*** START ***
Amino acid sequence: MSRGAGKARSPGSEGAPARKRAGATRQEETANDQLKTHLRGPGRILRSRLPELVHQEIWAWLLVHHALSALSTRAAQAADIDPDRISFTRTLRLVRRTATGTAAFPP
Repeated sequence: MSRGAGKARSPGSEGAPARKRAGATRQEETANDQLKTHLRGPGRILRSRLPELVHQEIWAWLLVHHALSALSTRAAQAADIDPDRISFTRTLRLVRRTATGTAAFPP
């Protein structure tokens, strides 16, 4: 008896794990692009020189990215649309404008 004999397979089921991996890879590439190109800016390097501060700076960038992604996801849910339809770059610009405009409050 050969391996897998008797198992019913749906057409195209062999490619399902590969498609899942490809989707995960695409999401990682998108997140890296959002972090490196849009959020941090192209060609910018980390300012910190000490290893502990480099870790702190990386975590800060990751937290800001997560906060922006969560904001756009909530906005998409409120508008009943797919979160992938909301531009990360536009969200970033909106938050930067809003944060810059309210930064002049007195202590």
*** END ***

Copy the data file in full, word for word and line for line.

Amino acid sequence: MSRGAGKARSPGSEGAPARKRAGATRQEETANDQLKTHLRGPGRILRSRLPELVHQEIWAWLLVHHALSALSTRAAQAADIDPDRISFTRTLRLVRRTATGTAAFPP
Repeated sequence: MSRGAGKARSPGSEGAPARKRAGATRQEETANDQLKTHLRGPGRILRSRLPELVHQEIWAWLLVHHALSALSTRAAQAADIDPDRISFTRTLRLVRRTATGTAAFPP
């Protein structure tokens, strides 16, 4: 008896794990692009020189990215649309404008 004999397979089921991996890879590439190109800016390097501060700076960038992604996801849910339809770059610009405009409050 050969391996897998008797198992019913749906057409195209062999490619399902590969498609899942490809989707995960695409999401990682998108997140890296959002972090490196849009959020941090192209060609910018980390300012910190000490290893502990480099870790702190990386975590800060990751937290800001997560906060922006969560904001756009909530906005998409409120508008009943797919979160992938909301531009990360536009969200970033909106938050930067809003944060810059309210930064002049007195202590």